Keep Middleton’s 4th grade classes small!
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We, the parents of children who will be affected by the increase in 4th grade class size, respectfully request that the District 73.5 Board of Education maintain our district’s high standards for positive learning environments by restoring funding to keep five 4th grade classrooms in Middleton Elementary.
The April 12th Board meeting minutes state that the proposed budget for the 2017-2018 school year will eliminate the fifth section of 4th grade, bringing class sizes to at least 26 or 27 students. We oppose this change for the following reasons:
- Larger class sizes harm student learning by making it more difficult for teachers to provide the individual attention students need to thrive academically. Current education standards require students to engage in complex learning tasks that depend on high degrees of teacher feedback and individualized instruction. Physical space constraints alone will make the most engaging forms of learning impractical or impossible. Smaller class sizes are correlated with many academic benefits, including narrowing the achievement gap and improving teaching and learning.
- Beyond the impact on academics, students need teachers who can connect with them as individuals. Research indicates that smaller classes have positive impacts on school climate, student persistence, student social-emotional growth, student motivation and self-esteem, parent engagement, and teacher attrition. Students who feel seen, valued, and supported as individuals are less likely to experience distress and more likely to make positive contributions.
- Average 4th grade class size in neighboring school districts in Skokie and Evanston is 20.8 students per teacher, according to Illinois School Report Card data from 2016. We believe that our school district has the capacity to serve our children with at least average class sizes and should strive for better than average whenever resources permit.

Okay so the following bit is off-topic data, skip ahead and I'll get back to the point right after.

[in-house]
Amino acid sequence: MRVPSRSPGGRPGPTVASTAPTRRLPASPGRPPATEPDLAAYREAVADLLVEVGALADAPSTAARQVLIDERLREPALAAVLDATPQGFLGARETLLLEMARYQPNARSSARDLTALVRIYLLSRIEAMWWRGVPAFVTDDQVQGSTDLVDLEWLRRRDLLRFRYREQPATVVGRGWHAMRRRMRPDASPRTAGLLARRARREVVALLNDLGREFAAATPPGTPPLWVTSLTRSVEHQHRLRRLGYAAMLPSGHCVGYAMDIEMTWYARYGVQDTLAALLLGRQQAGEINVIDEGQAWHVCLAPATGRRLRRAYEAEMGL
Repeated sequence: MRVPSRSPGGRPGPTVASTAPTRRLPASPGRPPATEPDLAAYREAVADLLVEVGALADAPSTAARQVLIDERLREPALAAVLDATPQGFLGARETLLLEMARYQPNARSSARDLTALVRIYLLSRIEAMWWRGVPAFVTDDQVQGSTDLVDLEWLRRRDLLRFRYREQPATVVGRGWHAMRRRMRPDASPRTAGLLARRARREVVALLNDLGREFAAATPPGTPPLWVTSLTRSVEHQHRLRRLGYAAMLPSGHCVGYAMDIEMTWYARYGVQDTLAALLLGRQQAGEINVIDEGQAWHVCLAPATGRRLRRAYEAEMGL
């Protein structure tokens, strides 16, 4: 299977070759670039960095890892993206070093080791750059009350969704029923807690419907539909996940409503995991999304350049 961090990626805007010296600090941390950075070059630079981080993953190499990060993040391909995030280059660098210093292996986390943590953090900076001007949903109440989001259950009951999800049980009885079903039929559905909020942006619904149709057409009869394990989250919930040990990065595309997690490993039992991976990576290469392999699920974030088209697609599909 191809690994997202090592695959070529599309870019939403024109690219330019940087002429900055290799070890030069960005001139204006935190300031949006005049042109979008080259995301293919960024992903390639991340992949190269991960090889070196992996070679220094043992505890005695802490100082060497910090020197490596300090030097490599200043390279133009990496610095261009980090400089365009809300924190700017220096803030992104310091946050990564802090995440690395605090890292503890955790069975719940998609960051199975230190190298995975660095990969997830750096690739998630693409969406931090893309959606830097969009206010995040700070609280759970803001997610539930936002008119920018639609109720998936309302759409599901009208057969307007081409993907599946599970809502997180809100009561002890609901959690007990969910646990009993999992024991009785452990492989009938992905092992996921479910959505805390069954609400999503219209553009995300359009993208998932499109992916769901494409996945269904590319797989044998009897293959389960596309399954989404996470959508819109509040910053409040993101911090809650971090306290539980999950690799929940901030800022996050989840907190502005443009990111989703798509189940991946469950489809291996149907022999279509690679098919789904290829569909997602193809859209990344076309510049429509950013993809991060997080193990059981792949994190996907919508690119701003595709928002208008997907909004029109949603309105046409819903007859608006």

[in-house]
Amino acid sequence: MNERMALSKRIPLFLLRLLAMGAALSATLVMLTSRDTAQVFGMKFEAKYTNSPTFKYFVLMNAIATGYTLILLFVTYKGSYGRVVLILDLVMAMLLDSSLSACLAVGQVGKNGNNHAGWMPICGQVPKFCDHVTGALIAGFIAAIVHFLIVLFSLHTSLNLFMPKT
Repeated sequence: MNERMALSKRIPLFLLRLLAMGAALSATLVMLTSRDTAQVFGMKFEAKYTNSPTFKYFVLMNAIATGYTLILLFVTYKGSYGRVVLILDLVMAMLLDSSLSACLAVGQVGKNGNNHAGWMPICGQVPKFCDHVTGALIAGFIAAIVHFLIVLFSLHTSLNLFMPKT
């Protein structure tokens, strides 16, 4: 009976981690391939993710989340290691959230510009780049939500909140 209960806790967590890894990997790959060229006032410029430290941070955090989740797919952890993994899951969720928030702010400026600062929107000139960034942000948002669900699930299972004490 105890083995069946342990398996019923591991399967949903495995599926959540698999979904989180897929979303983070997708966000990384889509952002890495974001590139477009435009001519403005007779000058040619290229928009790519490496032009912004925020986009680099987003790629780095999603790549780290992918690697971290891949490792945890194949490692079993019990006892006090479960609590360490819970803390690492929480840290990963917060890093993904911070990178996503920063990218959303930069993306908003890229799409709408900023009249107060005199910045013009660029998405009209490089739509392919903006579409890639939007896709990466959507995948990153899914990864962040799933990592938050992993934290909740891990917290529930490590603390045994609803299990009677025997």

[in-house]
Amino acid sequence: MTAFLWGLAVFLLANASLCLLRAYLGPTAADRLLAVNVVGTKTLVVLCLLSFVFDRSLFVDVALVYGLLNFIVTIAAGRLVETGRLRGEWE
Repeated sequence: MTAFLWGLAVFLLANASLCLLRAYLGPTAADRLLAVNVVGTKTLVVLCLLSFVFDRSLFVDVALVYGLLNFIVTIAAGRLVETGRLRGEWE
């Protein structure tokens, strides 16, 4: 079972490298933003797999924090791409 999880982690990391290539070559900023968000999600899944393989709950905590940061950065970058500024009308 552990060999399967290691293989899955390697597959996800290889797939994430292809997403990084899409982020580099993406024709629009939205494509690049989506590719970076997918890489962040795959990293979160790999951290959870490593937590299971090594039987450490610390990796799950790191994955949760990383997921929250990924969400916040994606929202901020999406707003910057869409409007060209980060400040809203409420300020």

- The proposed class size change does not take into account any new families that may move into our district over the course of the year, bringing class sizes even higher. We are also concerned that future 4th grade classes may become even larger. Once a school district loses a 4th grade classroom and a 4th grade teaching position, it can be difficult to restore.
- Diversity is our district’s strength, but diverse classrooms are also more complex learning environments. Our district must invest in smaller class sizes to ensure that all students are well-supported.
What do we want?
Restore five sections of 4th grade for the 2017-2018 school year -- keeping class size at roughly 21 students per class.
Strengthen the district’s commitment to invest in the strongest possible instructional environment for our children by:
- Committing to class sizes that do not exceed local or state averages unless there is a financial emergency.
- If financial circumstances are so severe that class size must exceed the local or state average, the district should inform parents and hold a community meeting to answer parents’ questions and explore possible funding alternatives.
- Protect student learning by making the instructional environment the district’s central budgeting priority. We expect our district to invest in attracting, retaining, and supporting the strongest teachers and offering the best learning environment possible for our children.
Thank you for your consideration.
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